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Activities for Oppositional Defiant Children

by
author image Erica Loop
Based in Pittsburgh, Erica Loop has been writing education, child development and parenting articles since 2009. Her articles have appeared in "Pittsburgh Parent Magazine" and the website PBS Parents. She has a Master of Science in applied developmental psychology from the University of Pittsburgh's School of Education.
Activities for Oppositional Defiant Children
Help your oppositional child to listen to you. Photo Credit Hemera Technologies/AbleStock.com/Getty Images

While it might seem that all kids are occasionally less than obedient when it comes to their parents' or other adults' request, children with diagnosed oppositional defiant disorder demonstrate a continuous pattern of hostile, uncooperative and defiant behaviors. While an array of treatment options exist for a child with ODD, non-pharmacological ones typically feature a combination of therapy and activities that help to build problem-solving abilities.

Modeling Behaviors

You play a powerful role in shaping your child's behavior. He is watching what you do, and getting cues from your own actions. An easy daily activity that you can do to help cut down on your child's oppositional defiant behaviors is to consistently model appropriate ways of acting. While you don't face the same challenges that your child does, when he sees you follow directions, handle stress without lashing out or cooperating with others, he might want to follow suit. For a more in-depth modeling activity, try a game of role-play where you are him and he acts as you. Create a scene in which he -- playing he role of the parent -- tells you -- playing the role of the child -- to do something such as pick up your toys. Work together to come to a cooperative conclusion.

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Redirection

One of the main consequences of ODD is the resulting conflict that arises from the child's opposition and defiance. Instead of giving in to your child's uncooperative nature, which might escalate the circumstance, try a redirection activity. If you are having a heated argument -- or if your child is having her own one-sided heated scream-fest -- change the topic. If she is yelling at you about how unfair it is that you make her clean up her room, switch the subject to the book that she is enjoying reading. If you have a younger child, try redirecting her to another activity such as playing catch outside or kicking a ball.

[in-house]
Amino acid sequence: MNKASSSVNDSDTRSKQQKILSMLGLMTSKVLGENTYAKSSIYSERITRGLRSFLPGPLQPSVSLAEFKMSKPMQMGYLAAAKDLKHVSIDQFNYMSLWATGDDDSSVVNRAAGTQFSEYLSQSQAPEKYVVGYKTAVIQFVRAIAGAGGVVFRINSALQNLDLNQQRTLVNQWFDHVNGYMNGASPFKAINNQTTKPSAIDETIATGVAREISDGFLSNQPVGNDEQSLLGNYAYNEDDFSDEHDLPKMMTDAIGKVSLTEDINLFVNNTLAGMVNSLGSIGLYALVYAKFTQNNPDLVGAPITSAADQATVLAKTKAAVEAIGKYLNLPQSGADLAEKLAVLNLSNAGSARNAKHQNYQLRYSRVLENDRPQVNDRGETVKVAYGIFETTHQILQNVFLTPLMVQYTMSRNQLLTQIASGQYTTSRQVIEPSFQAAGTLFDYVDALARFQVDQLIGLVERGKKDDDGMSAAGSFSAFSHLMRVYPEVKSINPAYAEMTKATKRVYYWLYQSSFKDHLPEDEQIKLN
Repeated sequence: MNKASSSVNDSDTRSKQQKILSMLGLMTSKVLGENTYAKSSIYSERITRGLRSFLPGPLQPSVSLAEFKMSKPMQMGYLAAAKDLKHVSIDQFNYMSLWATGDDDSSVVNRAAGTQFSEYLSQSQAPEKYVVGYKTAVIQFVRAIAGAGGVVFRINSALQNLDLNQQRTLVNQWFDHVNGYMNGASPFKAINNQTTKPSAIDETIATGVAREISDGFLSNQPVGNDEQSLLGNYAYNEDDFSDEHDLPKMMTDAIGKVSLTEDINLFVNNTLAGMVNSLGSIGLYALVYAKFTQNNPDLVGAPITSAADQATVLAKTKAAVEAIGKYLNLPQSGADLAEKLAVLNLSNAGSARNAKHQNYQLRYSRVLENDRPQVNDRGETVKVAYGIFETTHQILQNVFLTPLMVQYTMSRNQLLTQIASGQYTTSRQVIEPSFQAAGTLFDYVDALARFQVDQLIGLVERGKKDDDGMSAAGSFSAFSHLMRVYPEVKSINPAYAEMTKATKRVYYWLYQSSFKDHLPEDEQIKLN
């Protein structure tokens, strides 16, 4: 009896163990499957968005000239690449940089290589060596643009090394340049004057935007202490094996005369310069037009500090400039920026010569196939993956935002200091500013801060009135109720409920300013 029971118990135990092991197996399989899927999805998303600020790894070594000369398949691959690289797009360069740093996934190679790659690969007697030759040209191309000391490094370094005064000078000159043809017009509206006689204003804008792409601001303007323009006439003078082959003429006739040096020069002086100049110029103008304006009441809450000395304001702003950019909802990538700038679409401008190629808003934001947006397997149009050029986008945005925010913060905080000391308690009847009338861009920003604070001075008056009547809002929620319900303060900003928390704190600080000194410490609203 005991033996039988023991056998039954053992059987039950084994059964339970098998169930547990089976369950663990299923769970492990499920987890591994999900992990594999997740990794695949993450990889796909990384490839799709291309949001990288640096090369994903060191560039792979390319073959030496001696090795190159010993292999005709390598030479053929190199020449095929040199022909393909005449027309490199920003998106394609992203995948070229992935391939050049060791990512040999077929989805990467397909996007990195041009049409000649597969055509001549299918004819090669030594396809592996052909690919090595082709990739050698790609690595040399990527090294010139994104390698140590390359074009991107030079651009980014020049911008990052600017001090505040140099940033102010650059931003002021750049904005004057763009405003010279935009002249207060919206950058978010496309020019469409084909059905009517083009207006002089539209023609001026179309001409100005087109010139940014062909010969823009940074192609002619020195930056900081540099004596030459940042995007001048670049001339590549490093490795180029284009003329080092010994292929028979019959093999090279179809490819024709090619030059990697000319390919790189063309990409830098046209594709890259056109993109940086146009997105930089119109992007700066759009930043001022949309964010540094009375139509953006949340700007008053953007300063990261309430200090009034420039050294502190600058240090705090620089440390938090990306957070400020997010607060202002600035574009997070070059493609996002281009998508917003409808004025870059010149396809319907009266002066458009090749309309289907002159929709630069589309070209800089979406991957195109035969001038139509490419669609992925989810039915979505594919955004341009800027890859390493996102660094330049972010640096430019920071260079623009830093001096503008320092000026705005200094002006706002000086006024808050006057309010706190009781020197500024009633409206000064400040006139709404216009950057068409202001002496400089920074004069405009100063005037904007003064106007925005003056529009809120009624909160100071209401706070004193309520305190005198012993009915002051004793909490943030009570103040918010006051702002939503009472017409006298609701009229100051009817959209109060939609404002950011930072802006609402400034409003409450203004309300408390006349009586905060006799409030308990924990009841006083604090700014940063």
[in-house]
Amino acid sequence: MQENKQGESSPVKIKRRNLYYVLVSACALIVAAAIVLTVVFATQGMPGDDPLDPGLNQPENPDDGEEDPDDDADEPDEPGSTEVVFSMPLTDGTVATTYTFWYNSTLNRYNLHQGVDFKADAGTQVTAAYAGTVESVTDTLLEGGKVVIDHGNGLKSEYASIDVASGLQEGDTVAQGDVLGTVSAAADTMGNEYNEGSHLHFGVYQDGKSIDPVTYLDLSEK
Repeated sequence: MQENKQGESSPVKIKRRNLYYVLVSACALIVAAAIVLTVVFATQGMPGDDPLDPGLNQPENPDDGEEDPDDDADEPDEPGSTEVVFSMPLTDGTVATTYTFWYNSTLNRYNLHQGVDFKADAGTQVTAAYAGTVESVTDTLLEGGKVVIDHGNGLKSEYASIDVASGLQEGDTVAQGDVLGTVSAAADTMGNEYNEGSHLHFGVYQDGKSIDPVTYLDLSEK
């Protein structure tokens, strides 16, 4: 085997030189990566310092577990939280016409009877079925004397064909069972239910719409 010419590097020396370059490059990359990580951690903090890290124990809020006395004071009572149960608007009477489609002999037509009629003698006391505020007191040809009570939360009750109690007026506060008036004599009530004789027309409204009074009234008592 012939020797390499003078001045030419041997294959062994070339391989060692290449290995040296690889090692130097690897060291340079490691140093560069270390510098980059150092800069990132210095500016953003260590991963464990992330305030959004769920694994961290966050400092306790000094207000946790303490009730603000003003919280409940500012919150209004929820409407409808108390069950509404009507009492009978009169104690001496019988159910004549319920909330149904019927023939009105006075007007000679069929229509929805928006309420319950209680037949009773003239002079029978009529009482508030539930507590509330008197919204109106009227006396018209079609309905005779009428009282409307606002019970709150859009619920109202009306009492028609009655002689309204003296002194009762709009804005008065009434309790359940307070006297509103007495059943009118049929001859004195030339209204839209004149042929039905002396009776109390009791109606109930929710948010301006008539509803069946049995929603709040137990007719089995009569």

Rules and Consequences List

Unlike a typical child, a child with ODD will have added difficulty following rules and obeying orders. Don't expect that your child will immediately obey your rules because you shout out a consequence midway through his tantrum. Create a clear rule list that also has concrete consequences. Write this list with your child, and post it in a prominent place in your house such as the kitchen bulletin board or the family room wall. Draft a list of items or activities that you will take away if he breaks the rules. Discuss what is fair -- such as taking away TV time -- and what isn't. Have your child read the rules with you daily to keep them fresh in his mind.

Time-outs

As your child ages, she will need to develop the self-regulation skills to better manage her disorder. While this is certainly a challenge for any child with ODD, transitioning your child from adult-imposed time-outs to self-time-out can help her to gain control over her feelings and behavior. The New York Hospital, Cornell Medical Center suggests self-imposed time-outs as a self-management activity that can help kids who suffer from ODD to turn their condition around and make a "recovery." Have your child think about her actions, reminding her to take a look at what she is doing and saying, and impose a self-time-out when she feels it's necessary. This might mean that she takes a few minutes to herself or that she sends herself to her room to sit quietly until she calms down.

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